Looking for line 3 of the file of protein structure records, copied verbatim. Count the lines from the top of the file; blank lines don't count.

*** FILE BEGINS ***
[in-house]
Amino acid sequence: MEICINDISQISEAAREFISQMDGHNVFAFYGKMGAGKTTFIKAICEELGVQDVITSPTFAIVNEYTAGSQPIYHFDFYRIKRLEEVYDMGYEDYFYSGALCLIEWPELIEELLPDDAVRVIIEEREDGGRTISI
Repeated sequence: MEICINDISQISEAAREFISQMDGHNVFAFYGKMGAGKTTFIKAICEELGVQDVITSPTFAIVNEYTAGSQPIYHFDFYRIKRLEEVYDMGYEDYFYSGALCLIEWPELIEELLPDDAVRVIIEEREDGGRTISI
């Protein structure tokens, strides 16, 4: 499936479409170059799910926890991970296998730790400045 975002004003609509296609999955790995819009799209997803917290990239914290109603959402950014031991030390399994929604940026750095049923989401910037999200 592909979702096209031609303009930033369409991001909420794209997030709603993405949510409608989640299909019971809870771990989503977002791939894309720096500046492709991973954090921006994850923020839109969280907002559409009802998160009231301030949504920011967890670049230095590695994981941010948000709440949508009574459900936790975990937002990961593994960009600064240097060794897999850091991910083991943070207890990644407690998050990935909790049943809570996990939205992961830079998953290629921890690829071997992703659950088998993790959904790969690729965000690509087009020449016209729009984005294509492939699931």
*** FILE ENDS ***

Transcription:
Repeated sequence: MEICINDISQISEAAREFISQMDGHNVFAFYGKMGAGKTTFIKAICEELGVQDVITSPTFAIVNEYTAGSQPIYHFDFYRIKRLEEVYDMGYEDYFYSGALCLIEWPELIEELLPDDAVRVIIEEREDGGRTISI